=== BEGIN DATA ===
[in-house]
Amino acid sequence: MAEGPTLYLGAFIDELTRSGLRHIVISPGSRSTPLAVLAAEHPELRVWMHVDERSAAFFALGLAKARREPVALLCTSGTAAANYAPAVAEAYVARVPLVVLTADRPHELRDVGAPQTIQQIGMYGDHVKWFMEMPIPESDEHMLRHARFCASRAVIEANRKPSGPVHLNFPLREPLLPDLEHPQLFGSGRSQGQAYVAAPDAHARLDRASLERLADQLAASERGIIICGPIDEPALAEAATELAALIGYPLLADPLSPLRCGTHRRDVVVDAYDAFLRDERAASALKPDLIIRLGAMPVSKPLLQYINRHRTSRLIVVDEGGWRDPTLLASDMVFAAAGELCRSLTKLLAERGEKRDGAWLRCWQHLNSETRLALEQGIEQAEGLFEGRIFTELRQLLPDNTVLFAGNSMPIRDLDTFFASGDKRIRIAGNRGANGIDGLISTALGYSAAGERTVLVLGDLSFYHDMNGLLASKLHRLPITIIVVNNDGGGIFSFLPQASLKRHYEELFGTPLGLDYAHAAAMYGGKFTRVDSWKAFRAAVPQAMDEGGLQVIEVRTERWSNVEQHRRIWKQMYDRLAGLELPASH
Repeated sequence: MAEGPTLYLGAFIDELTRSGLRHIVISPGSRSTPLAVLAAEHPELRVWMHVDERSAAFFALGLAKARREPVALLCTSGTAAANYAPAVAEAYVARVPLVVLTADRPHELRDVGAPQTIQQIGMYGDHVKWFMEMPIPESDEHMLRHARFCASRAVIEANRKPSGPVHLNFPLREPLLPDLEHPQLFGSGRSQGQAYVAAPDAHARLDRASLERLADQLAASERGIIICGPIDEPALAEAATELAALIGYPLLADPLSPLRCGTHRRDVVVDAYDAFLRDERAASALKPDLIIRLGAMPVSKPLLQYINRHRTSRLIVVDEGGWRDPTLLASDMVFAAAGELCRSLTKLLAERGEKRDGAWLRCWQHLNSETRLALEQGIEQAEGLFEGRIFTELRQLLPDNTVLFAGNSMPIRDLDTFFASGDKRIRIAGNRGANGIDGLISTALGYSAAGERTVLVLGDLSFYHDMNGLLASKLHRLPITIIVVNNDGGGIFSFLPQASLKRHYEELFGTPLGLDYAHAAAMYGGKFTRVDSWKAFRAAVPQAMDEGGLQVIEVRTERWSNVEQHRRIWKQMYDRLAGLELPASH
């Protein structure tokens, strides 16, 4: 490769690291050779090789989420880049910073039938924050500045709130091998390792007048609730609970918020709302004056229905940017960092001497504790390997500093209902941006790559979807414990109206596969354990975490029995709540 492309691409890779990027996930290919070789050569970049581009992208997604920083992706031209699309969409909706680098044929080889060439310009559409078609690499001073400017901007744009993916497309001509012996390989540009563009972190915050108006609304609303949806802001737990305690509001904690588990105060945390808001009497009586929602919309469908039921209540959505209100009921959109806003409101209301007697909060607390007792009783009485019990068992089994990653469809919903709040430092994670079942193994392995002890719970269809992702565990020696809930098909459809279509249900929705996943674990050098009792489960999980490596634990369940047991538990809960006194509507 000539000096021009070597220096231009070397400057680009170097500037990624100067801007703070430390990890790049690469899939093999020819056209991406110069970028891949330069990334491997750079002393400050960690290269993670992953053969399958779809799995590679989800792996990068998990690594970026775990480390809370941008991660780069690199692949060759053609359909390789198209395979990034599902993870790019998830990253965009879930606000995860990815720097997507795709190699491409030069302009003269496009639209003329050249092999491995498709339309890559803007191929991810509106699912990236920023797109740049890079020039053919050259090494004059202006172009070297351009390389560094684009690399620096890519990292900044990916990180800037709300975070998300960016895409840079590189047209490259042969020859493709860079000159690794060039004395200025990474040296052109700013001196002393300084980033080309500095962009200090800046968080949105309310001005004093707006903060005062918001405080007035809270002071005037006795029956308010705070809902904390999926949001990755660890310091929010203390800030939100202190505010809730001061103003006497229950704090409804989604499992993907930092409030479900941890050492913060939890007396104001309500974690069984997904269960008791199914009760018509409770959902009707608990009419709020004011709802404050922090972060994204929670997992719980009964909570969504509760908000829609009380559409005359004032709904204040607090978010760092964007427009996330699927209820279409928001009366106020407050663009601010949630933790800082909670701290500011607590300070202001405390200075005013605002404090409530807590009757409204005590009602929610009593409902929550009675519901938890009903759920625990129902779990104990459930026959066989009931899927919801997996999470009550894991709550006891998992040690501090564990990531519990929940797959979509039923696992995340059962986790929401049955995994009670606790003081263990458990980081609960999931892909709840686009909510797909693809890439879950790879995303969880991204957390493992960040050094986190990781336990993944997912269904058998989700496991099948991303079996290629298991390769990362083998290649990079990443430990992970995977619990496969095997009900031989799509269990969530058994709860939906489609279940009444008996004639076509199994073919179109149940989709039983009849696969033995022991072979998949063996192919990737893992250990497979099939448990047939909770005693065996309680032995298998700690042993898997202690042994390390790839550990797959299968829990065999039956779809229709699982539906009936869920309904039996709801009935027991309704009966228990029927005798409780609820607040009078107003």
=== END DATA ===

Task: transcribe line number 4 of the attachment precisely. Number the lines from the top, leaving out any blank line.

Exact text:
């Protein structure tokens, strides 16, 4: 490769690291050779090789989420880049910073039938924050500045709130091998390792007048609730609970918020709302004056229905940017960092001497504790390997500093209902941006790559979807414990109206596969354990975490029995709540 492309691409890779990027996930290919070789050569970049581009992208997604920083992706031209699309969409909706680098044929080889060439310009559409078609690499001073400017901007744009993916497309001509012996390989540009563009972190915050108006609304609303949806802001737990305690509001904690588990105060945390808001009497009586929602919309469908039921209540959505209100009921959109806003409101209301007697909060607390007792009783009485019990068992089994990653469809919903709040430092994670079942193994392995002890719970269809992702565990020696809930098909459809279509249900929705996943674990050098009792489960999980490596634990369940047991538990809960006194509507 000539000096021009070597220096231009070397400057680009170097500037990624100067801007703070430390990890790049690469899939093999020819056209991406110069970028891949330069990334491997750079002393400050960690290269993670992953053969399958779809799995590679989800792996990068998990690594970026775990480390809370941008991660780069690199692949060759053609359909390789198209395979990034599902993870790019998830990253965009879930606000995860990815720097997507795709190699491409030069302009003269496009639209003329050249092999491995498709339309890559803007191929991810509106699912990236920023797109740049890079020039053919050259090494004059202006172009070297351009390389560094684009690399620096890519990292900044990916990180800037709300975070998300960016895409840079590189047209490259042969020859493709860079000159690794060039004395200025990474040296052109700013001196002393300084980033080309500095962009200090800046968080949105309310001005004093707006903060005062918001405080007035809270002071005037006795029956308010705070809902904390999926949001990755660890310091929010203390800030939100202190505010809730001061103003006497229950704090409804989604499992993907930092409030479900941890050492913060939890007396104001309500974690069984997904269960008791199914009760018509409770959902009707608990009419709020004011709802404050922090972060994204929670997992719980009964909570969504509760908000829609009380559409005359004032709904204040607090978010760092964007427009996330699927209820279409928001009366106020407050663009601010949630933790800082909670701290500011607590300070202001405390200075005013605002404090409530807590009757409204005590009602929610009593409902929550009675519901938890009903759920625990129902779990104990459930026959066989009931899927919801997996999470009550894991709550006891998992040690501090564990990531519990929940797959979509039923696992995340059962986790929401049955995994009670606790003081263990458990980081609960999931892909709840686009909510797909693809890439879950790879995303969880991204957390493992960040050094986190990781336990993944997912269904058998989700496991099948991303079996290629298991390769990362083998290649990079990443430990992970995977619990496969095997009900031989799509269990969530058994709860939906489609279940009444008996004639076509199994073919179109149940989709039983009849696969033995022991072979998949063996192919990737893992250990497979099939448990047939909770005693065996309680032995298998700690042993898997202690042994390390790839550990797959299968829990065999039956779809229709699982539906009936869920309904039996709801009935027991309704009966228990029927005798409780609820607040009078107003």